Ian Hart – the Speaking in Tongues star who, at a Whatsonstage.com Q&A last month (See Radio, 14 Oct 2009), declared that he hates theatre because of the “intrusion” of the “abhorrent” audience - is facing possible police action after allegedly attacking a theatregoer at the Duke of York’s theatre.

At the curtain call of Monday evening’s performance of Speaking in Tongues, Hart remonstrated with Gerard Earley, a web designer from south London, and then allegedly came down from the stage through the pass door and into the auditorium to yell at him, accusing Earley of talking during the show, before being restrained by ushers.

Earley told the press: "I thought he was going to jump down but (co-star) John Simm put his arm up to stop him. Then he just ran off the side of the stage. He came back out and ran at me. I'd sat back down by then and he was screaming and shouting, incoherent with rage. He was saying, 'You're disrespecting me, you're not respecting the other actors’. I said, ‘You must be mistaking me for someone else’, and he just lost it completely. Spittle started flying out his mouth and the ushers were holding him back.

“I was very scared. He was standing up and leaning over me. I felt threatened when he started screaming and I couldn't make out what he was saying - he was pretty feral at that point." Earley, who was so shaken that he took yesterday off work, has reportedly contacted police and is considering pressing assault charges.

In media interviews, other members of Monday’s audience confirmed that Hart’s actions were unprovoked. One woman said that, in the second act, while still in character, Hart pointed at Earley and told him to “shut up” and then fixed him with an “unnerving” glare throughout the curtain call, just before the incident.

Both the Speaking in Tongues producers and Hart’s agent have declined to comment on the alleged episode, though Hart himself, speaking to the Evening Standard after last night’s performance, dismissed it as “just a lot of silliness” and emphasised that the attack was merely “alleged”.

Hart made very clear his feelings towards the audience in a post-show Q&A at our Whatsonstage.com Outing to Speaking in Tongues on 13 October (See Radio, 14 Oct 2009 – including downloadable podcast of the full Q&A). According to the actor, the audience and its reactions, good or bad, have no impact on his performance – though he acknowledged, after shouts from the stalls, that theatregoers do serve some purpose, by ultimately paying his wages through their ticket-buying.

When his co-star Kerry Fox asserted that audiences are “incredibly important” because their mood affects her performance, Hart responded: “That’s what I hate about theatre. What Kerry’s just outlined as a pleasure and a joy to me is an intrusion on what I do for a living. The audience, I can’t stand you. Collectively, not individually, I’m sure you’re all lovely people, but as a collective entity I find you abhorrent. I genuinely don’t understand from your side of that divide what it is that you want. That’s up to you to decide, what it is you come in with, whatever it is you want to get out of this experience.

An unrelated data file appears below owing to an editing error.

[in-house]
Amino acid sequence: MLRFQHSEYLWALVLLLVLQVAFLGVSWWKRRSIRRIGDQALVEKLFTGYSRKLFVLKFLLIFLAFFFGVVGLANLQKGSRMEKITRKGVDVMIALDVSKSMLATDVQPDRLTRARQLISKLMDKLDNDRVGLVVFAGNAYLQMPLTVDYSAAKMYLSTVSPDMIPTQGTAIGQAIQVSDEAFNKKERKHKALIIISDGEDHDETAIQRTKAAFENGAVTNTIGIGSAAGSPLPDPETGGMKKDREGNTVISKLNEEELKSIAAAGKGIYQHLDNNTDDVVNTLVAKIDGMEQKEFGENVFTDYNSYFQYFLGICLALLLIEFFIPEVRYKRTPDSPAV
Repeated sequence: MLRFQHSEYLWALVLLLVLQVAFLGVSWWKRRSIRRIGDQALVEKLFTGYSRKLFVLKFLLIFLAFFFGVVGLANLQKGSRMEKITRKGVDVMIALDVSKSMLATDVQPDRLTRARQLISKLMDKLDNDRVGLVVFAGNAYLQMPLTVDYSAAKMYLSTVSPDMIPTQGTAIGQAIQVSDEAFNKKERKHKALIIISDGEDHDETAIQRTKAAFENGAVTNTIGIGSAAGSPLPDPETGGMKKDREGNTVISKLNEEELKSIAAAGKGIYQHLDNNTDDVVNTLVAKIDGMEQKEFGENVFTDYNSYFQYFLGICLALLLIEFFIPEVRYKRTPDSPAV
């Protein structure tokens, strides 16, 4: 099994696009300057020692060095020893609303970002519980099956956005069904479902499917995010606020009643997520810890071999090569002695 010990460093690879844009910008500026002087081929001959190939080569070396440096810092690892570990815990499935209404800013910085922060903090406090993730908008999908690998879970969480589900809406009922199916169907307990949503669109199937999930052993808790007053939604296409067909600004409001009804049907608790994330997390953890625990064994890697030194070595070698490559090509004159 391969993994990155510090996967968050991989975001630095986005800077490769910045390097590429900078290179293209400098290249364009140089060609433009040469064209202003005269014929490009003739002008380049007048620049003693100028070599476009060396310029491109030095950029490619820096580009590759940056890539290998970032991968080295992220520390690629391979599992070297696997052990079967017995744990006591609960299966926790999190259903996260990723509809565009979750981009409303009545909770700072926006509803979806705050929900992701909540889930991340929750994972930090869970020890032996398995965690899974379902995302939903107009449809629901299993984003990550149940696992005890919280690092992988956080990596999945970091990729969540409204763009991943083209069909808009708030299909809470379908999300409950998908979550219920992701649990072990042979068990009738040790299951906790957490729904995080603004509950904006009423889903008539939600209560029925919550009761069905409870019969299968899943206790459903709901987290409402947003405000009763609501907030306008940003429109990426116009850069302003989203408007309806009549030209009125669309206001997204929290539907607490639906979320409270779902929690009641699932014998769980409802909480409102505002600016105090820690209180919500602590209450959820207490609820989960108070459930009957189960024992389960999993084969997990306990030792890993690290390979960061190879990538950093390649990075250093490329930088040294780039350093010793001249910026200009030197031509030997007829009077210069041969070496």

He continued: “As far as I’m concerned, it ends at the edge of the stage and I work on the stage with my colleagues, tell the story, and obey the writer’s instructions and the director’s intentions. What you get out of it is entirely up to you. I don’t feel it’s my responsibility to respond to your laughter, your crisp packets. It’s not my responsibility to take on board.”

Hart returned to the four-hander last night and has said that he will continue until the end of the run on 12 December. Though Hart is best known for his many film credits - including Backbeat, Harry Potter and the Philosopher’s Stone, Land and Freedom, Wonderland and A Cock and Bull Story - he is no stranger to the stage. His London theatre credits include Pinter’s The Homecoming, which transferred to the West End and New York following its initial run at Dublin’s Gate Theatre, and 2,000 Feet Away at the Bush.

Speaking in Tongues centres on nine parallel lives - interlocked by four infidelities, one missing person and a mysterious stiletto - which are interwoven through a fragmented series of confessionals, interrogations and inter-cut scenes. First seen in author Andrew Bovell’s native Australia in 1996, the play had its UK premiere at Hampstead Theatre in 2000 and was adapted by Bovell for the big screen as the 2001 film Lantana. This West End premiere production is directed by Toby Frow and also stars Lucy Cohu.

For further comment, see Michael Coveney's blog